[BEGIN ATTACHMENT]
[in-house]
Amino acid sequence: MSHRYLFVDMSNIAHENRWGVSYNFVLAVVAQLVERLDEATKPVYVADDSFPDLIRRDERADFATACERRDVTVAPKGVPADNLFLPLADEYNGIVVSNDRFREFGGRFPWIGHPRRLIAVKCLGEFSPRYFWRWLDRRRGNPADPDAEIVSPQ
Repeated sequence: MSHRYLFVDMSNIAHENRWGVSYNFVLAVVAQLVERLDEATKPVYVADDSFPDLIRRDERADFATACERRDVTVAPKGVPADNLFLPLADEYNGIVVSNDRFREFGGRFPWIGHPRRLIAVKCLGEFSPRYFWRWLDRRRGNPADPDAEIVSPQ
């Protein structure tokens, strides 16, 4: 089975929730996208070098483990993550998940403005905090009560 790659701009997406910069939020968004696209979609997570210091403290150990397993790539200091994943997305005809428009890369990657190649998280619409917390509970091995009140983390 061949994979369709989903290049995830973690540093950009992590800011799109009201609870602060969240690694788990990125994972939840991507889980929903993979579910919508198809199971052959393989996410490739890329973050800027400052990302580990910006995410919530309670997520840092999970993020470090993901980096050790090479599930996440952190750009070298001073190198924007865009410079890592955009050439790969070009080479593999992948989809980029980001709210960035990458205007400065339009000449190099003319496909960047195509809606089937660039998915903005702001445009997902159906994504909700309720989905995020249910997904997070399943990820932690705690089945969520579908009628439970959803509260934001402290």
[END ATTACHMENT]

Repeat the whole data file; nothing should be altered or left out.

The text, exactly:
[in-house]
Amino acid sequence: MSHRYLFVDMSNIAHENRWGVSYNFVLAVVAQLVERLDEATKPVYVADDSFPDLIRRDERADFATACERRDVTVAPKGVPADNLFLPLADEYNGIVVSNDRFREFGGRFPWIGHPRRLIAVKCLGEFSPRYFWRWLDRRRGNPADPDAEIVSPQ
Repeated sequence: MSHRYLFVDMSNIAHENRWGVSYNFVLAVVAQLVERLDEATKPVYVADDSFPDLIRRDERADFATACERRDVTVAPKGVPADNLFLPLADEYNGIVVSNDRFREFGGRFPWIGHPRRLIAVKCLGEFSPRYFWRWLDRRRGNPADPDAEIVSPQ
């Protein structure tokens, strides 16, 4: 089975929730996208070098483990993550998940403005905090009560 790659701009997406910069939020968004696209979609997570210091403290150990397993790539200091994943997305005809428009890369990657190649998280619409917390509970091995009140983390 061949994979369709989903290049995830973690540093950009992590800011799109009201609870602060969240690694788990990125994972939840991507889980929903993979579910919508198809199971052959393989996410490739890329973050800027400052990302580990910006995410919530309670997520840092999970993020470090993901980096050790090479599930996440952190750009070298001073190198924007865009410079890592955009050439790969070009080479593999992948989809980029980001709210960035990458205007400065339009000449190099003319496909960047195509809606089937660039998915903005702001445009997902159906994504909700309720989905995020249910997904997070399943990820932690705690089945969520579908009628439970959803509260934001402290």